This second essay on the Works of Horacein the Christopher Smart prose translation looks at the great poet’s satires. Horace wrote two books of satires, a total of 18 poems. These satires were his first great successes as a poet and signaled that Horace was one of the great poets of the Augustan Age. on His influence on this genre of literature was so great that his style of handling the genre is known in literary/scholarly circles as Horatian satire.
Before we dig into the works themselves, however, it might be good to make clear what’s meant by “Horatian.” Horace’s greatest rival as a satirist is a Roman poet named Juvenal who lived roughly 100 years after Horace. Where Horace is gentle and good natured in his criticisms of the foibles of his fellow Romans, Juvenal is biting, even bitter in his attacks on human frailties. Where Horace hopes to see better from people, Juvenal demands that people should behave more acceptably. Continue reading →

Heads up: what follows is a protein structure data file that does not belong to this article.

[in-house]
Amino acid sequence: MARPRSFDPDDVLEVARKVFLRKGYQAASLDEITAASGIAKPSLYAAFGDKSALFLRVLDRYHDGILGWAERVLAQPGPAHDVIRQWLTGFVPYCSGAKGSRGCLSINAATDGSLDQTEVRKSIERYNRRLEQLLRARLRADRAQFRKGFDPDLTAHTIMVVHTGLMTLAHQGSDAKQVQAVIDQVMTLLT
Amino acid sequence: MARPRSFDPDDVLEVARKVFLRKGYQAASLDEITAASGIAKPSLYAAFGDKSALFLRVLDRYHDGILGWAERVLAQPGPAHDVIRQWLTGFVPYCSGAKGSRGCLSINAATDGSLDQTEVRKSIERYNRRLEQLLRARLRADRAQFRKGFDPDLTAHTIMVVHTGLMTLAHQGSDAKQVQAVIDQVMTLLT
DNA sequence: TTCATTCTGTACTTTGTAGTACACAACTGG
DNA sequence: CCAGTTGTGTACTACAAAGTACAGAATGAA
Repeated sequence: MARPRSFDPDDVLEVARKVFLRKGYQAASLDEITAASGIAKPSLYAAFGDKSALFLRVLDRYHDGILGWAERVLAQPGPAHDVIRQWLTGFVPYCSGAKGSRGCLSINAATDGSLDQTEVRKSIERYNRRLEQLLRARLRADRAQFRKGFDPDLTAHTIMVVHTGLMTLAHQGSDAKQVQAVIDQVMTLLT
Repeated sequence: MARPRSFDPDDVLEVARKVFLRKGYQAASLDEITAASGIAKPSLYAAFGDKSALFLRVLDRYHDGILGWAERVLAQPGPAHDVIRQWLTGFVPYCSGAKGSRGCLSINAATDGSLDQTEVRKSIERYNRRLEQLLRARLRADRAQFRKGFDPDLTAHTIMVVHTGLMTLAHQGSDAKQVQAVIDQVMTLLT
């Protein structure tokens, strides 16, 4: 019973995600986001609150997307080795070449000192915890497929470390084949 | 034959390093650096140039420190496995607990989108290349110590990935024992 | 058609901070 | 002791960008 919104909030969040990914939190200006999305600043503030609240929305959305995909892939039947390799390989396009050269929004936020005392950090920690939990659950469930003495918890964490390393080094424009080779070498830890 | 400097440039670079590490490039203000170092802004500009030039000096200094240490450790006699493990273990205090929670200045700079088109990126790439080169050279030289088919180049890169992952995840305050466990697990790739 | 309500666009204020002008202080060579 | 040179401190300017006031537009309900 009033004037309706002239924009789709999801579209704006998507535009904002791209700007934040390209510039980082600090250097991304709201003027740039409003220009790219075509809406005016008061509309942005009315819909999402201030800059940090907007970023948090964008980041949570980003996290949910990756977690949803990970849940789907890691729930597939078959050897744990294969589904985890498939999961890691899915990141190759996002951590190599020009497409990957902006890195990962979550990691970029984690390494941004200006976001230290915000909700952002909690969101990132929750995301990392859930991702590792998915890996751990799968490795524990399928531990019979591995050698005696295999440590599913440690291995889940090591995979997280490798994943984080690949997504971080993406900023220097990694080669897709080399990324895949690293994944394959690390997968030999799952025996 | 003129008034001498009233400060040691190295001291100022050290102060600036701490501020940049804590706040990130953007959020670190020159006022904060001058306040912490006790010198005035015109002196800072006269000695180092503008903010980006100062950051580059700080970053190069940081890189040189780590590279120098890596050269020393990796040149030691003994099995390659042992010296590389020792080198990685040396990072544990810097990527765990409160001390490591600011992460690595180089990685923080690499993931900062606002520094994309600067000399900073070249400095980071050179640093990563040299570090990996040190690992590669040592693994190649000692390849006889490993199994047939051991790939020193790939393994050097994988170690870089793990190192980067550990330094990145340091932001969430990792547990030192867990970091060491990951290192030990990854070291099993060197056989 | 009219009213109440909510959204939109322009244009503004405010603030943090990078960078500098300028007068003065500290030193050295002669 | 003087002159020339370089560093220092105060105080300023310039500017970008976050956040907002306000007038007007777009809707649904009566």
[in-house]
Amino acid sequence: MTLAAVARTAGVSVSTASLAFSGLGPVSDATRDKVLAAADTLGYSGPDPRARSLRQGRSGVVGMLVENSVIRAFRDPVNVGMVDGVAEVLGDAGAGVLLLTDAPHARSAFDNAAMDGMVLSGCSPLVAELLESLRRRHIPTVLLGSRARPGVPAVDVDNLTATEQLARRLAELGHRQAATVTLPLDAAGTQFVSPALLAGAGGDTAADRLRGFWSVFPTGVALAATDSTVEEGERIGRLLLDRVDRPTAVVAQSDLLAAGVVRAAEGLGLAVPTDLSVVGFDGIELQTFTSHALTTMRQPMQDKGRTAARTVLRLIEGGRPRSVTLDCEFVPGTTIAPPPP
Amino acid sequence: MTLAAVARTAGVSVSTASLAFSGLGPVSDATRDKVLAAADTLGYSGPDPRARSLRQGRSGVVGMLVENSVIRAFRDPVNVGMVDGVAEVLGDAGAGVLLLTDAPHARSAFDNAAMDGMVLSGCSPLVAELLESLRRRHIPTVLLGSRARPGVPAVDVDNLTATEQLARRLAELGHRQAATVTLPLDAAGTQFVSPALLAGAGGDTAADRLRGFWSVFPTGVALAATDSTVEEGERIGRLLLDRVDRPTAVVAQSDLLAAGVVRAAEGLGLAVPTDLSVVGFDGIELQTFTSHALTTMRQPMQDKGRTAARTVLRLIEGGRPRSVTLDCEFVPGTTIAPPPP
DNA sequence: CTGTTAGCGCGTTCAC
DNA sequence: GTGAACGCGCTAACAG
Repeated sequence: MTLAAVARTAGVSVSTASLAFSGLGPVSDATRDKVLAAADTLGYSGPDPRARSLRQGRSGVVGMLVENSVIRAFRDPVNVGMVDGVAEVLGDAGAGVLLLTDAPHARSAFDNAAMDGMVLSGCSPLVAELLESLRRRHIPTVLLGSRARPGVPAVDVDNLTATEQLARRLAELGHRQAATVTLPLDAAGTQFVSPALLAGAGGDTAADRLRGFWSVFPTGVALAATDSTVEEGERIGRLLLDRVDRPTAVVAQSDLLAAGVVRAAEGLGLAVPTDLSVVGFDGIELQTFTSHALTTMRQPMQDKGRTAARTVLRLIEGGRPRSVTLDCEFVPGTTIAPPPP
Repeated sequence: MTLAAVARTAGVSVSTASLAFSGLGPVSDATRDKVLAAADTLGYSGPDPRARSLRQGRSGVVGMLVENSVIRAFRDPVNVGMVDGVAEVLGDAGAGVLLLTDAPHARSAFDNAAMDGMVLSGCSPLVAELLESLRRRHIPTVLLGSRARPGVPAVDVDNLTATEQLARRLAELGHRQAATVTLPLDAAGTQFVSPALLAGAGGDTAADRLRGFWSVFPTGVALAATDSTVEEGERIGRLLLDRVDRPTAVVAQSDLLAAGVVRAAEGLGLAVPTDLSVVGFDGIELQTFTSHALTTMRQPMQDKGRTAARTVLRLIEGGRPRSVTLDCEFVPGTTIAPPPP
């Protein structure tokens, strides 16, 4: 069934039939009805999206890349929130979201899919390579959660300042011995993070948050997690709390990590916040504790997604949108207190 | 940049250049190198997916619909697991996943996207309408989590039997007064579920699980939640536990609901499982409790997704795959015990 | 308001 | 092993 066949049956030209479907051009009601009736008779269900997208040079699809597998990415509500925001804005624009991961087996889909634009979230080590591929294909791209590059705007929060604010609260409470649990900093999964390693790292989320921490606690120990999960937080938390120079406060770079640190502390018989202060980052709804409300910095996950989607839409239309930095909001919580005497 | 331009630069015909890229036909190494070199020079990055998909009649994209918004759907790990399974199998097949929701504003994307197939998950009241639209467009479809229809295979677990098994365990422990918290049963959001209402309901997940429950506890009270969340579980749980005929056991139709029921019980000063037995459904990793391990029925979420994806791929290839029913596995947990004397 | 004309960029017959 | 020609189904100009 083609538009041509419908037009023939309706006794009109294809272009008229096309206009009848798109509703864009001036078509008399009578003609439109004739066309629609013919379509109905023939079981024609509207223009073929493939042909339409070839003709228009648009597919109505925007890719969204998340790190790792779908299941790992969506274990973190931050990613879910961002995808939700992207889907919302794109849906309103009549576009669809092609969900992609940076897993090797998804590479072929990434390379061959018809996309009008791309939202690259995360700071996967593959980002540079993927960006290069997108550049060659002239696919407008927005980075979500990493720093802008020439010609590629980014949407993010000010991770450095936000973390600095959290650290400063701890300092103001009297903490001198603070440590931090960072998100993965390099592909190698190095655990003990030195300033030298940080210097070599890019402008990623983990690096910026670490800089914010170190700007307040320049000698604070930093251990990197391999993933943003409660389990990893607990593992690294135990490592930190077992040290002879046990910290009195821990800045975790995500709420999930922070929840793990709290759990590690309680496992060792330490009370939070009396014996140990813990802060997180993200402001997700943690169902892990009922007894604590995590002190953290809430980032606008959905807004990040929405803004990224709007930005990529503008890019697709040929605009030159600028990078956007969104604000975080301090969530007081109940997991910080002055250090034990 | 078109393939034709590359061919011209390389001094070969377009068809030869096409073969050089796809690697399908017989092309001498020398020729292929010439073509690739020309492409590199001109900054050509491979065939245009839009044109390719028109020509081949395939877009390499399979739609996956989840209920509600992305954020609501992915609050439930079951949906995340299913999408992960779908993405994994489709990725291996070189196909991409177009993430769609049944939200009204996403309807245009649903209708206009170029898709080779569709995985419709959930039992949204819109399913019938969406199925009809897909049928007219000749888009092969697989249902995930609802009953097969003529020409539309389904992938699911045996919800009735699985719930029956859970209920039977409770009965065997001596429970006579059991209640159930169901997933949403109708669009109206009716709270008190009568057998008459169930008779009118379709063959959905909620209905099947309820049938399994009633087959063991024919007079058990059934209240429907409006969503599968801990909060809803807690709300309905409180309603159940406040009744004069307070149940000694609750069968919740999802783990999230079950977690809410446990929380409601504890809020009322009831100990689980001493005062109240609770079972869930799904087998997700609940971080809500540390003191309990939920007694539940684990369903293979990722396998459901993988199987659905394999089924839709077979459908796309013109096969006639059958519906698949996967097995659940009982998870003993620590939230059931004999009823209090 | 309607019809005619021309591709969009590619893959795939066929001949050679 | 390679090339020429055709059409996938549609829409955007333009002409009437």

Disagreements about whether The Song of Roland is about Roland’s heroic (and foolhardy) geste or about the ultimate triumph of Charlemagne over enemies within and without his empire seem less important with this re-reading than noting how many people die for that amorphous and deadly social construct we call honor….
The Song of Roland, trans. Robert Harrison (image courtesy Goodreads)
As I make my way methodically through the works of Horace (3 books of odes down, one more to go, then epodes, satires, and his “Art of Poetry”), I’ve been reading at the same time in the epics on my 2015 reading list. I’ve finished The Saga of the Volsungs and am now digging into the Song of the Niebelungs. This made more sense to me than my original plan which was to read about the Volsungs, then go off and do some medieval Chinese poetry before Das Nibelungenlied. Since the German epic tells a version of the Volsung story, I’ll write about those two together – and be able to discuss how a Viking saga got changed for the purposes of courtly literature. Given this dive into epic lit, I’ll probably take on The Mabinogion, the Welsh epic, before heading east for Chinese courtly poetry.